“We have a duty to help prevent what might otherwise become Europe’s biggest refugee crisis since WWII - we’re talking about the very real possibility that between three and five million people will be forced to flee their homes in freezing conditions, many risking death and injury as they walk through the heavily mine-contaminated region of eastern Ukraine. This will be a dire humanitarian disaster if the world doesn’t respond fast enough.”
“Behind the news coverage is the heartbreaking reality that millions of Ukrainians are now living through air raids and attacks. Three million people were already in need of humanitarian assistance after eight years of conflict.”
“There is already extensive damage to basic water, gas and electricity infrastructure, and water facilities continue to be a target of attacks. Children have grown up amidst conflict and families have been separated for years.”
“Access to humanitarian aid is a major concern. It’s already hard to reach some communities, and the invasion will only make it harder. At the same time, the need is going to greatly increase. This makes it even more vital for the Australian Government to respond promptly before the situation spirals out of control.”
“We’re calling on the Australian Government and the Australian people to come to the aid of Ukraine, to help prevent a dire humanitarian crisis. We’re supporting Caritas Ukraine to respond, and through working with them on the ground we will help support Ukrainian families who have fled their homes with vital emergency supplies including clean water, hygiene and food kits.”
“Caritas Ukraine will also support safe collection centres for families on the move, provide emergency accommodation for those who cannot shelter elsewhere, and support distressed children and families with psychological care, social workers and recreational activities.”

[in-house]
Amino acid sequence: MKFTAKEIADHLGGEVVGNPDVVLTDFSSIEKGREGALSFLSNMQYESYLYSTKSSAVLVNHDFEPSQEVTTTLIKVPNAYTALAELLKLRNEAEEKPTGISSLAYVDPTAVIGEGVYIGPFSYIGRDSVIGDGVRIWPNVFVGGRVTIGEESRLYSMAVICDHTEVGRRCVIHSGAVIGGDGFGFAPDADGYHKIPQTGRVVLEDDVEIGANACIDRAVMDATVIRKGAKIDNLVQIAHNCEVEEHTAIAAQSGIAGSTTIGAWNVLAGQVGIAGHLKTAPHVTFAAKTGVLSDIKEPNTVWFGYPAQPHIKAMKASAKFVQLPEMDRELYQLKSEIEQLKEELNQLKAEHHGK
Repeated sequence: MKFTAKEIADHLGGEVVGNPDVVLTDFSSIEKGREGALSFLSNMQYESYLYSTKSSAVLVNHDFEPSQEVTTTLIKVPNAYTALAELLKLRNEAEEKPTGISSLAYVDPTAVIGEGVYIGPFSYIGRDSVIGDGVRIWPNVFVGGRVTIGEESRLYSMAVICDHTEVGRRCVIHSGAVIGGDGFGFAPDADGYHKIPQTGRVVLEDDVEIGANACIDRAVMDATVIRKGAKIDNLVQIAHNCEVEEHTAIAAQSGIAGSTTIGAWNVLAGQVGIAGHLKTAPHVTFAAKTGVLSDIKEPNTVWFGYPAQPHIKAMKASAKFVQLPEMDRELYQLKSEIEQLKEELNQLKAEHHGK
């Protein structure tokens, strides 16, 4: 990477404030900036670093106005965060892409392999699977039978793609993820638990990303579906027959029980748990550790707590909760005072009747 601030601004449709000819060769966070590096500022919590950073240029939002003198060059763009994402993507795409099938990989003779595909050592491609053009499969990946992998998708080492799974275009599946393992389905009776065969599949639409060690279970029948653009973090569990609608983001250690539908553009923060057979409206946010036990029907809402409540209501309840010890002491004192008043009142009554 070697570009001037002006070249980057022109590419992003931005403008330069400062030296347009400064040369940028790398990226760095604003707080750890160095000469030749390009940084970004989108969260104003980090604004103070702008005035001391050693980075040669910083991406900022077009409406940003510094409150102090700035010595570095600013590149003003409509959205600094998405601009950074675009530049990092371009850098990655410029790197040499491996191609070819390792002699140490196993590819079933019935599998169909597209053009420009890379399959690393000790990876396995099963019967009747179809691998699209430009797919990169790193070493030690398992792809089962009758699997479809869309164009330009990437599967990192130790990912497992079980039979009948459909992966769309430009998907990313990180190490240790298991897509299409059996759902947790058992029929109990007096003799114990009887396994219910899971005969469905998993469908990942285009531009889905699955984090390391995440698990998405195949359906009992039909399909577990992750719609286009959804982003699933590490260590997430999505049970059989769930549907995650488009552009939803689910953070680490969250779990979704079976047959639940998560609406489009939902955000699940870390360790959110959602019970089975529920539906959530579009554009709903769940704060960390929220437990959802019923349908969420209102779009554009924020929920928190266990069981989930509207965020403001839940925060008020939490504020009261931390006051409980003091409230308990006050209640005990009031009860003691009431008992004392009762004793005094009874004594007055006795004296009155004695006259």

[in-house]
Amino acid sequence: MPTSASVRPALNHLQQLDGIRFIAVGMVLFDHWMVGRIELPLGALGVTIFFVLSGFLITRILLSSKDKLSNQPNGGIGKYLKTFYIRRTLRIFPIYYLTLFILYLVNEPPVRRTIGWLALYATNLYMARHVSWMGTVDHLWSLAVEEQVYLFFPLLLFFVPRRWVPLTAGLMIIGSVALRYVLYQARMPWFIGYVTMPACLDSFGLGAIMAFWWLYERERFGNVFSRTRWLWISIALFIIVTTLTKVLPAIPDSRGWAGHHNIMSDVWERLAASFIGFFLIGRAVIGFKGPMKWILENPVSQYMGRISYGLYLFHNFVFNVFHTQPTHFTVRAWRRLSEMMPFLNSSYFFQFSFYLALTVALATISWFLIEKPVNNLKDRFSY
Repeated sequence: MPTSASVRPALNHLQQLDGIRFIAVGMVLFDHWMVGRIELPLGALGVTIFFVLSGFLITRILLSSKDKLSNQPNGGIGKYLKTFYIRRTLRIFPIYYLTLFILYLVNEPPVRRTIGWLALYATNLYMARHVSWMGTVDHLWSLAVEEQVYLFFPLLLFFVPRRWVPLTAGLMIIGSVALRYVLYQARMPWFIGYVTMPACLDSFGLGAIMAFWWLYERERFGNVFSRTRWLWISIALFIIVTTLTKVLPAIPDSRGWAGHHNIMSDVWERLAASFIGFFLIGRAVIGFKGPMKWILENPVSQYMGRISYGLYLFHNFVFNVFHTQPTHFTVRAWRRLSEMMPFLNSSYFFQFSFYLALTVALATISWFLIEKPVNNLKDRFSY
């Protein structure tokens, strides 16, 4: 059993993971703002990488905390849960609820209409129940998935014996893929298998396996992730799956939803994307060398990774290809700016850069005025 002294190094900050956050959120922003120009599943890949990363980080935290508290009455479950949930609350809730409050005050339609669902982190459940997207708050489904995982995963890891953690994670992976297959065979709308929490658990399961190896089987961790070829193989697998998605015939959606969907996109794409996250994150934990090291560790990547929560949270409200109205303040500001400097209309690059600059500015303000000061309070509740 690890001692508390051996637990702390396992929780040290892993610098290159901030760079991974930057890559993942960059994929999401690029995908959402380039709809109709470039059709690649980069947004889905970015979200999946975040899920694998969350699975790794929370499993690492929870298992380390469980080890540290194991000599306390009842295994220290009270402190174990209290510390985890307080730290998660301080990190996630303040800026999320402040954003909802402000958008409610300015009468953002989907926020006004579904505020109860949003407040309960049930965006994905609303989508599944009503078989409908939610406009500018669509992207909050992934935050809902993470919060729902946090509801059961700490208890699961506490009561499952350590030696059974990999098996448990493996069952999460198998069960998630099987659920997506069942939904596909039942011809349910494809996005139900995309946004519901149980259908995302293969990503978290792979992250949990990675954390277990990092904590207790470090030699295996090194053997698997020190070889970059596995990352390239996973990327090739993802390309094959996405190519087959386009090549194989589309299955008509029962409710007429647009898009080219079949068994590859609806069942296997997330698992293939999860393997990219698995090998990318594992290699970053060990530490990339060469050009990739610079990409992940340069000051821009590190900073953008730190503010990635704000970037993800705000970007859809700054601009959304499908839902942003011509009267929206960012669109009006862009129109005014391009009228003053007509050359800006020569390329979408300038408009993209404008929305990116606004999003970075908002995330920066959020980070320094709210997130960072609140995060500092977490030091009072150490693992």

Donations can be made at: www.caritas.org.au/donate/emergency-appeals/ukraine/
Caritas Australia to hold special prayer for Ukraine on Ash Wednesday
On March 2, Ash Wednesday, Caritas Australia will be holding “Pray for Ukraine”, a special prayer in solidarity with Ukraine open to all via Zoom at 4pm AEST. Caritas Australia’s Director of Mission, Michael McGirr, will be leading the vigil.
“Every Ash Wednesday we take time to reflect, pray and fast. This year Pope Francis has called on us all to make this Ash Wednesday a special day of fasting, penance and prayer for peace in Ukraine,” said Mr McGirr.
“We will stand in solidarity with our Ukrainian sisters and brothers in their time of great need. We pray earnestly for peace and justice. Together, we will join together and call on God ‘...to give light to those who sit in darkness and in the shadow of death, to guide our feet into the way of peace.’ (Lk 1:79). I fervently hope that our prayers, joined with countless others around the world, may help to end this meaningless suffering and restore peace.”
“Ukraine needs our help more than ever, as they face what may soon become mass displacement at a scale not seen since WWII. Already over 368,000 people have fled Ukraine and crossed into neighbouring countries, and millions more are expected to flee in the coming days and weeks.”
“This prayer is one way for us to show our compassion and solidarity with those facing conflict in Ukraine right now, and I look forward to seeing Australians come together in prayer and support for our friends in Ukraine. We ask God to bring light to a dark situation.”
Caritas Australia would like to invite anyone to join in prayer this Wednesday at 4pm AEST.
Please join on Zoom. Meeting details and link below.
Meeting ID: 883 2914 0480